The Dutch documentarian, Jeroen Van Velzen, sits down with The Pavlovic Today to discuss his film Tanzania Transit premiering at Tribeca.
The Dutch documentarian, Jeroen Van Velzen, sits down with The Pavlovic Today to discuss his film premiering at Tribeca, Tanzania Transit.
Jeroen Van Velzen, a Dutch director who has spent much of his life living in Kenya, India, and South Africa, speaks English perfectly. It’s good, because he has complex and wide-ranging thoughts on all of the places he’s been, and the things he has seen and meticulously filmed there. His documentaries mostly focused on East Africa, speak vividly for themselves, and engage on an interpersonal level with people who are often referred of only in the context of an entire continent.
In 2012, Jeroen Van Velzen won the Tribeca Film Festival jury award, for Best New Documentary Director, after he premiered Wavumba, a modern day take on The Old Man and the Sea, set in Kenya.
This year, his new film, Tanzania Transit, looks in depth at the changing cultures and technologies which are developing in the nation just to Kenya’s south, by taking a train out from the bustling Dar Es Salaam to the rural bush regions. It recently won this year’s jury award for Best Cinematography.
In a white pressed shirt and a driving cap, Jeroen Van Velzen could be any white filmmaker, from any country. It’s the stories he tells which make him unique. I sat down with him at the Roxy Hotel, where he recounted his experiences filming on a cramped and segregated train, and expressed hope for the future of the nation he just but before the lens
The Pavlovic Today: What’s your relationship with Tanzania as a country, and how did you come to start on this project?
Jeroen Van Velzen: I grew up in Kenya, in southern Kenya on the coast, which is literally on the border of Tanzania. Kenya and Tanzania are very Swahili-speaking countries, so there’s not so many cultural differences. My dad’s been living there for thirty-five years, and of course, I’ve been going there for thirty-some years now. All the characters are people that I’ve met, and I’ve just been awed by how people survive in such difficult circumstances. And threw the time that I’ve spent there I’ve also seen how fast Kenya, Tanzania, and East Africa is changing; there’s this modern pace and it’s changing the landscape, it’s changing the culture. And these characters, like the Maasai man, he’s literally one of the first types of people I encountered as a child, growing up – hearing stories about fighting lions, about all of the traditional background where these people came from. If I’m going to make a film that’s gonna touch, in general, the feeling of Tanzania, of East Africa, I feel like we should get in the film a bit of this cultural background. It’s completely disappearing and people don’t want to hear about it. People don’t respect the elder people from the Maasai because they don’t want to be seen as people who are living in the bush, they want to be educated and having all the luxuries of a modern society. And so this is something that naturally I picked up with from a young age: how these Maasai were forced out of their habitat to go live in this modern world where they were very much not accepted. Ukiah, [the Kenyan woman,] has just got this incredible story, where she was sold from a young age, and what she went through – I mean this is extreme. But her story is very common, in the sense that a lot of women and growing up in East Africa have the same thing with fathers that were very dominant, and it’s a very men-dominated world. And the women are just now starting to stand up and say ‘No, we can have our own business and we can have our own property. We look after the kids, we do all the work and we should be recognized.’ And it’s a beautiful thing; they’re starting to come together – there’s a harshness to the background but there’s really something beautiful that’s coming together. My character Peter – I was really wanting to look close at corruption, I wanted to give it a face. So I was looking for a politician or a policeman actually, so you could understand why corruption works as such a fundamental way of life there. It’s just – East Africa without corruption is not the way it is. And where does it come from and why are these people so nasty and so vicious and so manipulative? It’s very difficult to find a policeman to be a character so I ended up finding Peter who is a commercial preacher. And yeah, he’s actually a very powerful, very dangerous person in Tanzania at the moment. I’m much more connected with Kenya than I am with Tanzania, and so Ukiah and Peter are actually Kenyan. But Kenyans and Tanzanians cross over the border very easily.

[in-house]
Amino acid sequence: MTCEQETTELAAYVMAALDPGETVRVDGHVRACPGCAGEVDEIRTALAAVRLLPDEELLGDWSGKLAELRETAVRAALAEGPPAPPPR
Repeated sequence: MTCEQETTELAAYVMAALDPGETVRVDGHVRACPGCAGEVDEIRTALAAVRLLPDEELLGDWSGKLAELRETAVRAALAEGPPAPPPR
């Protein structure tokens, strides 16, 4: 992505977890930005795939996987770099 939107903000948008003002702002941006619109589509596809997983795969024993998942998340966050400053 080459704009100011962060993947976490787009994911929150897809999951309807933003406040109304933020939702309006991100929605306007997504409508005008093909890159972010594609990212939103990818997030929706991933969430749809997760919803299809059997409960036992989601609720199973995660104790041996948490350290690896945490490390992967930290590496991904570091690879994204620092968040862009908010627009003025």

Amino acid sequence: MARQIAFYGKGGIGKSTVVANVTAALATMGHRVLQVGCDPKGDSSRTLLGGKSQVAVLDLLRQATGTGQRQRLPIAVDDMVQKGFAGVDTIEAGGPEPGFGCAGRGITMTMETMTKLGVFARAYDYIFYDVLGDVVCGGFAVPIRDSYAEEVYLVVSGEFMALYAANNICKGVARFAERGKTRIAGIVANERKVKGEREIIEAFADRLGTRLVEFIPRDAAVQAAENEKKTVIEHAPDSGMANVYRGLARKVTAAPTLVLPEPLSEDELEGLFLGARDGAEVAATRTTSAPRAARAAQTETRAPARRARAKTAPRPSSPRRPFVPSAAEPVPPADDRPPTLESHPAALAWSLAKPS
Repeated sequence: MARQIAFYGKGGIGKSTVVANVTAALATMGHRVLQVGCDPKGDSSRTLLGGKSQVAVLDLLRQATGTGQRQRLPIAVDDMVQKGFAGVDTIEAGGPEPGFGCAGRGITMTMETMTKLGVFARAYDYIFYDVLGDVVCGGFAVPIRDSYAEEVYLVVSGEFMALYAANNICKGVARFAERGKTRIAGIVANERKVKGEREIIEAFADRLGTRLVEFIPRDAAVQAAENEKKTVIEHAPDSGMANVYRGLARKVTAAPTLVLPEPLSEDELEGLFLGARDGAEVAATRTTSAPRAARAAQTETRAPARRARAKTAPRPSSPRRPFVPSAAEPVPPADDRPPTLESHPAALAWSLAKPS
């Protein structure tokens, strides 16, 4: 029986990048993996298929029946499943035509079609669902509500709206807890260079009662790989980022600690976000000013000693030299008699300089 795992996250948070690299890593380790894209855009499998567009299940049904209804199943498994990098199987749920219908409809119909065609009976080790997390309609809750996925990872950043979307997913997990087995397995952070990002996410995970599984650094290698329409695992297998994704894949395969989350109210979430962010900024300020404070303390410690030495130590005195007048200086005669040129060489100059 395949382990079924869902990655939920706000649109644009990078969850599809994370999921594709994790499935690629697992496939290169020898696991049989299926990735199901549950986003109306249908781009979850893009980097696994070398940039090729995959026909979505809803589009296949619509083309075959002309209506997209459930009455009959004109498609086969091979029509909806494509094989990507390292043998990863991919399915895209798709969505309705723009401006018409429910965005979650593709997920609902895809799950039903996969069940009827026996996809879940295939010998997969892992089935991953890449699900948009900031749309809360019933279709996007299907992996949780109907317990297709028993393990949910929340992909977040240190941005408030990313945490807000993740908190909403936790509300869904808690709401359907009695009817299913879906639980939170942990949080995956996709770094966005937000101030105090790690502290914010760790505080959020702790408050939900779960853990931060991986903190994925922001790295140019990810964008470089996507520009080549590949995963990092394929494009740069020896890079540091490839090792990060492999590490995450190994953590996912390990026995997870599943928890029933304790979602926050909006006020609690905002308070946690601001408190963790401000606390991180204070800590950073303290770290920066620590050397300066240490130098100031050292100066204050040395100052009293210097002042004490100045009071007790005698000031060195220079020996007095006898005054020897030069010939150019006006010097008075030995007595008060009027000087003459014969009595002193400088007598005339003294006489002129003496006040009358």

The Pavlovic Today: I was really astounded by the level of intimacy you had with these characters.
Jeroen Van Velzen: Yeah, I was really lucky to get so close to them and to have them open up so easily.
The Pavlovic Today: And was that before you were on the train with them?